09-02-2023 / 03-17-2024
San Francisco, CA

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Young Suh, Orange Sky, 2023


Katie Peterson

It was made of water, but not helpfully,
a stag walked inside. It was a voice
on the radio, a voiceover,
telling us about the technical difficulties
making the funeral hard to hear
at the moment when the great man’s death
became a family matter.

A stag became concealed
at the moment a car turned the corner.
It required the driver
to do more than pay attention.
One must be slow in advance
of what’s coming.

The funeral came back with music.
A song about what could last.

It stayed the same, hanging
around the house
like a lovesick teenager,
or a grownup with nothing to do,
or curtains, or sirens, anything
with duration that acts permanent.

Fog and Smoke

By Katie Peterson

Farrar, Straus and Giroux
ISBN  9780374610890

To Be Released on 01-02-2024

Peterson unfurls the quotidian fabric of our lives, patterned with the difficulties of language and this moment.

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Looking at our natural environments through the smoke from wildfires, I was struck by how much they reminded me of the paintings by the 19th Century Romantics, such as Albert Bierstadt or Sanford Robinson Gifford, two of my favorite landscape painters of the Hudson River School painters. The painstaking process of building the atmospheric layers for their paintings was a metaphor for creating a myth of the country. I think invoking this process with the photographic medium implies something slightly different. I hoped to gather this history that informs our relationship with natural beauty.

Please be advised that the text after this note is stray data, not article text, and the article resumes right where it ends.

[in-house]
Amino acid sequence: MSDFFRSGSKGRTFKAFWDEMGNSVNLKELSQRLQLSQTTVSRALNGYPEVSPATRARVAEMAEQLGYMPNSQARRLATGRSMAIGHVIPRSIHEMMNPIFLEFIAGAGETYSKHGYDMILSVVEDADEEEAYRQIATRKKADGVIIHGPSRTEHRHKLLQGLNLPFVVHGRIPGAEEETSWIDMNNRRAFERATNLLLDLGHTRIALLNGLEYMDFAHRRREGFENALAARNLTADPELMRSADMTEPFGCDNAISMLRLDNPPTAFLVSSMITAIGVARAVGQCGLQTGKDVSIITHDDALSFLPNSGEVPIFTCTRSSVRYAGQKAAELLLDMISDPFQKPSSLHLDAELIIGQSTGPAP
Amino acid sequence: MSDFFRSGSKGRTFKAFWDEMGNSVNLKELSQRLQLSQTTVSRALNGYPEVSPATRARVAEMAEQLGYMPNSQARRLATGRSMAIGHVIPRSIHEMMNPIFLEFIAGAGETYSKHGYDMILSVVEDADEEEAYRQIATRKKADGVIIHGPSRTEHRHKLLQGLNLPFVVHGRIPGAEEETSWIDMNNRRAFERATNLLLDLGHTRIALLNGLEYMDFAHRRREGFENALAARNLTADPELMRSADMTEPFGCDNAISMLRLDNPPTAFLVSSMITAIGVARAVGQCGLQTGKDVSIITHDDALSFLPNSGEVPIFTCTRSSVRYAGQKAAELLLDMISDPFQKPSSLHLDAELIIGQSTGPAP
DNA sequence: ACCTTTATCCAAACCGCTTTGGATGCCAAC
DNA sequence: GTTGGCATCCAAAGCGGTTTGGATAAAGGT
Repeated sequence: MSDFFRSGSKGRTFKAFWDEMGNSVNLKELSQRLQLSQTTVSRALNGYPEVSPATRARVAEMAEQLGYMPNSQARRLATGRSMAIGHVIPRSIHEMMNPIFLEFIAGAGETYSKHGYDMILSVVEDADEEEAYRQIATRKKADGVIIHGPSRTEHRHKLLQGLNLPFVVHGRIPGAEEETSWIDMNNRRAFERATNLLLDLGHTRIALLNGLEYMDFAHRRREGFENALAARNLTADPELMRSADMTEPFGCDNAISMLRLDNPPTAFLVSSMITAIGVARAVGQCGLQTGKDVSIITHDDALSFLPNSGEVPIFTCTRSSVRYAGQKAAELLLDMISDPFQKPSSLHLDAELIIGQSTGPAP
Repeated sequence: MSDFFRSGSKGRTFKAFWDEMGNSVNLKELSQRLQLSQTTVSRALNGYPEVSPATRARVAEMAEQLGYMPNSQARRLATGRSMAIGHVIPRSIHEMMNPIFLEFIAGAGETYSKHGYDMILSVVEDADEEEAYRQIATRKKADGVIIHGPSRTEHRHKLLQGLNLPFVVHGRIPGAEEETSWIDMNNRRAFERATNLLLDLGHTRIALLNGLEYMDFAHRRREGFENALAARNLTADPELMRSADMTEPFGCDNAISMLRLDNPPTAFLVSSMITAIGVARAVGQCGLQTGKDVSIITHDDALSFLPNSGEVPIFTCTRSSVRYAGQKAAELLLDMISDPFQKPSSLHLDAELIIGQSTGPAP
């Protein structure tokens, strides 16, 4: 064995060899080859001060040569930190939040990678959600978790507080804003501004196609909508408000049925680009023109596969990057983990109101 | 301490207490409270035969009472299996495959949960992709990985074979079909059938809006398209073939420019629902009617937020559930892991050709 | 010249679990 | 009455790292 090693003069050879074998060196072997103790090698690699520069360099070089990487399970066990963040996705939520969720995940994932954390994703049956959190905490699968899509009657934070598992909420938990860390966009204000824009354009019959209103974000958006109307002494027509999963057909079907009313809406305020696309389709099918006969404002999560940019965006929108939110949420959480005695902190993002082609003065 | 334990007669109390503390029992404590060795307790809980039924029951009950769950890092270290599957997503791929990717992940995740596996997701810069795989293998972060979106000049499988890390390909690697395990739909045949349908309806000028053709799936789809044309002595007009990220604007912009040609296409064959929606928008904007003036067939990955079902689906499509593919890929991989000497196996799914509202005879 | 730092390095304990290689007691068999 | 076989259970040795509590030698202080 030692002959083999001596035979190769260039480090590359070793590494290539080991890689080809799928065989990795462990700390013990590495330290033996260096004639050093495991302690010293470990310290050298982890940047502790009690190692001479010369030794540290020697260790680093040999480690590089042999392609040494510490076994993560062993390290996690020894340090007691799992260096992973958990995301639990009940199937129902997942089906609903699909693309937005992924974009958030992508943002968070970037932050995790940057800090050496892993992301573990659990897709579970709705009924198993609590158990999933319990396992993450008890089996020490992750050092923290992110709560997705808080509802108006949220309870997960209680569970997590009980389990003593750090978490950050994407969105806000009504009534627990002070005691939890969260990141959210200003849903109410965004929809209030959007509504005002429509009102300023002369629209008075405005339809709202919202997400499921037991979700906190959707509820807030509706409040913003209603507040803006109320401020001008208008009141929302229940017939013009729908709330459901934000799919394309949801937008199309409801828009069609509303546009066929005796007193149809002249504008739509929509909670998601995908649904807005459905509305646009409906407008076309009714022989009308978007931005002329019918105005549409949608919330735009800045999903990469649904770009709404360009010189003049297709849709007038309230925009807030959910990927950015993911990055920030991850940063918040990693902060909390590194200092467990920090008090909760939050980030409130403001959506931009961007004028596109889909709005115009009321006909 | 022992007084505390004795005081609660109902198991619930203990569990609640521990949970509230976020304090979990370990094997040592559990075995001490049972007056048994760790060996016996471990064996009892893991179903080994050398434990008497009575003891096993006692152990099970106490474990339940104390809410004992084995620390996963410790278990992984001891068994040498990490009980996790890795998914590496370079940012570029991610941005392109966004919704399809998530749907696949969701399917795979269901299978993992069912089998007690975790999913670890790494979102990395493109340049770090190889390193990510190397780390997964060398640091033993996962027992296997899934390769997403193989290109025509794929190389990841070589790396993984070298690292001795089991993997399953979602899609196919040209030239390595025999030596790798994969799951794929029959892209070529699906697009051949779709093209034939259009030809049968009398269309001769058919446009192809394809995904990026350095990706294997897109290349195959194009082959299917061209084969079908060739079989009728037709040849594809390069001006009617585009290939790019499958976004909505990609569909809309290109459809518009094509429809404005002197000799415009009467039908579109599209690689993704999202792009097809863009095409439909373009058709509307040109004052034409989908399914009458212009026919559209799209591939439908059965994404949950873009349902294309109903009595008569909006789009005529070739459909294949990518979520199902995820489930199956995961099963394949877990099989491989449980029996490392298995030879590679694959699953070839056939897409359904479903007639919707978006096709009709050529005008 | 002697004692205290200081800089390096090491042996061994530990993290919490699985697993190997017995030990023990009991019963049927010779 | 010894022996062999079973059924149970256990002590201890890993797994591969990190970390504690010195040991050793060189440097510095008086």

Many things have happened since then. I became a father of a half-Asian girl, and my father back in Korea passed away. I started turning my camera toward my life, family, and my childhood growing up in Korea. I am deeply interested in how images can be thought of as a form of writing. I am currently working on a book of photographs and text about my past, raising a daughter, being an immigrant, and being a lover from another country.

16 past residents were invited to choose two works for display and to craft a short statement on the relationship, or artistic journey, between them. The first of the chosen works represents an earlier style, subject, or approach; the second exemplifies current concerns. The goal was to create a compelling visual dialogue between the two works in order to illuminate something central to each artist’s lifetime quest. This presentation points to the essential duality of an artistic career: the idea of growth and change in the service of one’s foundational concerns.

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